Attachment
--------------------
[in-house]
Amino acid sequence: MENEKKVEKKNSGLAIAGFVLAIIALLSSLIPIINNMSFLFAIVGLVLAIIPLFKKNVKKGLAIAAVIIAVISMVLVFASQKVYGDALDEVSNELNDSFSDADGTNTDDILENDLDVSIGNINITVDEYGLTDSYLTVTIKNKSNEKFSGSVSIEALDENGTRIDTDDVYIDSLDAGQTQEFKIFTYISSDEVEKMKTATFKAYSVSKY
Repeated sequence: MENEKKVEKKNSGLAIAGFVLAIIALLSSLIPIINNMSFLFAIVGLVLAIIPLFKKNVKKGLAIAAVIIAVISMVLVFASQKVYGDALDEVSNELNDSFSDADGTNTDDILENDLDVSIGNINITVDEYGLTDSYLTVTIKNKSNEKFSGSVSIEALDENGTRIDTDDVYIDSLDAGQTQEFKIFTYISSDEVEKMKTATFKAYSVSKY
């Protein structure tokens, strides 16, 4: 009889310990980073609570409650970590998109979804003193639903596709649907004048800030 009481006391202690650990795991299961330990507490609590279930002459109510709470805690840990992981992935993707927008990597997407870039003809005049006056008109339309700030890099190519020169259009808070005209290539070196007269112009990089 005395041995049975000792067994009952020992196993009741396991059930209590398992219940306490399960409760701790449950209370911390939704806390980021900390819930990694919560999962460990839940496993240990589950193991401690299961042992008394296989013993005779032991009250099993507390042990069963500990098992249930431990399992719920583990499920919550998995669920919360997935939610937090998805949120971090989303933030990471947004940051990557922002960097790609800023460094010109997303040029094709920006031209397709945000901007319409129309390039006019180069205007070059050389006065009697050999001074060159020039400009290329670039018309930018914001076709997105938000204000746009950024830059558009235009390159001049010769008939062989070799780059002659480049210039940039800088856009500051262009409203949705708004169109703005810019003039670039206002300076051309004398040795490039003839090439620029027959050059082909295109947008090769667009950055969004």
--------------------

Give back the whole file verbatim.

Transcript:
[in-house]
Amino acid sequence: MENEKKVEKKNSGLAIAGFVLAIIALLSSLIPIINNMSFLFAIVGLVLAIIPLFKKNVKKGLAIAAVIIAVISMVLVFASQKVYGDALDEVSNELNDSFSDADGTNTDDILENDLDVSIGNINITVDEYGLTDSYLTVTIKNKSNEKFSGSVSIEALDENGTRIDTDDVYIDSLDAGQTQEFKIFTYISSDEVEKMKTATFKAYSVSKY
Repeated sequence: MENEKKVEKKNSGLAIAGFVLAIIALLSSLIPIINNMSFLFAIVGLVLAIIPLFKKNVKKGLAIAAVIIAVISMVLVFASQKVYGDALDEVSNELNDSFSDADGTNTDDILENDLDVSIGNINITVDEYGLTDSYLTVTIKNKSNEKFSGSVSIEALDENGTRIDTDDVYIDSLDAGQTQEFKIFTYISSDEVEKMKTATFKAYSVSKY
């Protein structure tokens, strides 16, 4: 009889310990980073609570409650970590998109979804003193639903596709649907004048800030 009481006391202690650990795991299961330990507490609590279930002459109510709470805690840990992981992935993707927008990597997407870039003809005049006056008109339309700030890099190519020169259009808070005209290539070196007269112009990089 005395041995049975000792067994009952020992196993009741396991059930209590398992219940306490399960409760701790449950209370911390939704806390980021900390819930990694919560999962460990839940496993240990589950193991401690299961042992008394296989013993005779032991009250099993507390042990069963500990098992249930431990399992719920583990499920919550998995669920919360997935939610937090998805949120971090989303933030990471947004940051990557922002960097790609800023460094010109997303040029094709920006031209397709945000901007319409129309390039006019180069205007070059050389006065009697050999001074060159020039400009290329670039018309930018914001076709997105938000204000746009950024830059558009235009390159001049010769008939062989070799780059002659480049210039940039800088856009500051262009409203949705708004169109703005810019003039670039206002300076051309004398040795490039003839090439620029027959050059082909295109947008090769667009950055969004």